AppleInsider is supported by its audience and may earn commission as an Amazon Associate and affiliate partner on qualifying purchases. These affiliate partnerships do not influence our editorial content.
Writing for Tom's Hardware, Tuan Nguyen said that Apple was among the earliest recipients of NVIDIA's Ion samples, reporting that the company "received prototype units long before Nvidia partners who opted to work on Ion." The article's headline calls the move to Ion in the Mac mini "confirmed," but earlier reports from trusted sources seem to conflict with this notion.
Ion and Atom
NVIDIA's new Ion platform uses the same 9400M system controller used in the MacBook and MacBook Pro, which takes the place of both the Northbridge and Southbridge controller chips used in earlier Intel Macs (such as those using Intel's Santa Rosa platform), as well as handling integrated graphics processing.
NVIDIA's GPU experience gives the all-in-one controller significantly better graphics performance than Intel's GMA-series of integrated graphics chips that Apple had been using, and the 9400M even stacks up fairly well against the performance of decent discrete GPU processors.
However, Intel's Atom processor is designed to be a low cost, energy efficient x86-compatible GPU intended to compete against embedded processors such as ARM. Moving the Mac mini from its existing Core 2 Duo CPU to an Atom processor would appear to result in a drastic reduction in performance.
Ion uses the new dual-core Atom 330, which runs at 1.6 GHz and uses a 533MHz front side bus for RAM. The current Mac mini uses a 64-bit Core 2 Duo running at 1.83 or 2 GHz, and 667 MHz RAM. The Atom processor line (which includes the chip originally referred to as Silverthorne) has advanced rapidly as Intel works to take on the low power market now dominated by ARM licensees, but is no match for Intel's mainstream, full power desktop processors.
OpenCL to the rescue?
The trade off to a slower CPU might be possible were Apple able to pass more of the Mac mini's processing load to the relatively fast GPU, using the company's brand new OpenCL technology. Moving to Ion would give Apple the potential to deliver a cheaper mini, with NVIDIA throwing around numbers closer to $400 for simple Ion-based "desktop netbook" computer.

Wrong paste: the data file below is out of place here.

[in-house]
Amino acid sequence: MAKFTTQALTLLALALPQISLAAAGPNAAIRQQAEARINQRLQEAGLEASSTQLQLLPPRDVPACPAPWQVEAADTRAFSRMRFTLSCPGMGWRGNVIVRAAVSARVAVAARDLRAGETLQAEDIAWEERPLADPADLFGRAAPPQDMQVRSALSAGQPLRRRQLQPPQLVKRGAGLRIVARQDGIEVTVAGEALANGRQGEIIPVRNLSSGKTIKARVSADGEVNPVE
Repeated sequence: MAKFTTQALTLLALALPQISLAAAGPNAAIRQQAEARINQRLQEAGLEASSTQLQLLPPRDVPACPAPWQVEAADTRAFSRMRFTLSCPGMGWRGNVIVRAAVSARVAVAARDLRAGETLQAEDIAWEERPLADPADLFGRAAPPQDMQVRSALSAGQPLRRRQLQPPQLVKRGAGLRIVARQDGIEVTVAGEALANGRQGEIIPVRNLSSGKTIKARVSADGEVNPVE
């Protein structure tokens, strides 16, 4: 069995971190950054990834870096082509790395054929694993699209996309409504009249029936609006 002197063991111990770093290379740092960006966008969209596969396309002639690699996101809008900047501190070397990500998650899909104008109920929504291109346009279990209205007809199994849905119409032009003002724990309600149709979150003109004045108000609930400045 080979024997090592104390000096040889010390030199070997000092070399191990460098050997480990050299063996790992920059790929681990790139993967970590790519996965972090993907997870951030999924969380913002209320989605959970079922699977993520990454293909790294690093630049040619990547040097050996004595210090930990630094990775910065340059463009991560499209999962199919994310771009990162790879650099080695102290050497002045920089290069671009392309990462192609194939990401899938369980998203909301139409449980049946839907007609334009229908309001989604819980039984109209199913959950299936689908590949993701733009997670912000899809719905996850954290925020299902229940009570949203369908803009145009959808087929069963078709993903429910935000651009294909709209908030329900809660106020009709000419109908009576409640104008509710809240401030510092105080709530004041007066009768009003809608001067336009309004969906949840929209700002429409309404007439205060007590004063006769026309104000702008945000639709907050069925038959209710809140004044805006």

However, OpenCL is part of the still unreleased Mac OS X Snow Leopard 10.6. While it should be able to dramatically accelerate some functions that work well on a GPU, such as HD video processing, it can't magically shift the majority of system overhead to the GPU. An Ion-based Mac mini would likely be a huge downgrade from the current model in basic GPU performance, which might not fly with Apple's customers even at a significantly lower price.
Additionally, other evidence suggests that the next Mac mini will not go the route of the netbook. Last month, AppleInsider reported on internal references to new Mac mini and iMac models using the same NVIDIA MCP79 platform found in the last year's series of unibody notebooks. That would indicate an NVIDIA 9400M GPU paired with an Intel Core 2 Duo CPU.
Other reliable sources have also said that the Mac mini refresh is intended to occur earlier than the March date cited in the Ion report. Additionally, rather than being a stripped down mini-computer, other sources have maintained that the next Mac mini will be as full featured as the existing model, with dual display connectors, FW800, and an additional fifth USB 2.0 port.
Apple TV to go Ion?
It's still possible Apple will be using the Ion platform elsewhere, and a prime candidate could well be Apple TV. It currently uses a low power, 1 GHz Intel Pentium Crofton CPU, so moving to the new dual core Atom 330 and a better GPU would be an upgrade.
Apple still isn't making any money on Apple TV, with tear down reports suggesting that it sells the existing unit nearly at its materials cost. The power of the NVIDIA 9400M GPU would mean the unit no longer needs its standalone NVIDIA GeForce Go 7300 GPU, but could still decode HD video.
It's also possible that Apple is targeting a new low cost, low power computer at emerging markets, and planning to leave the Apple TV and Mac mini with more evolutionary, incremental updates.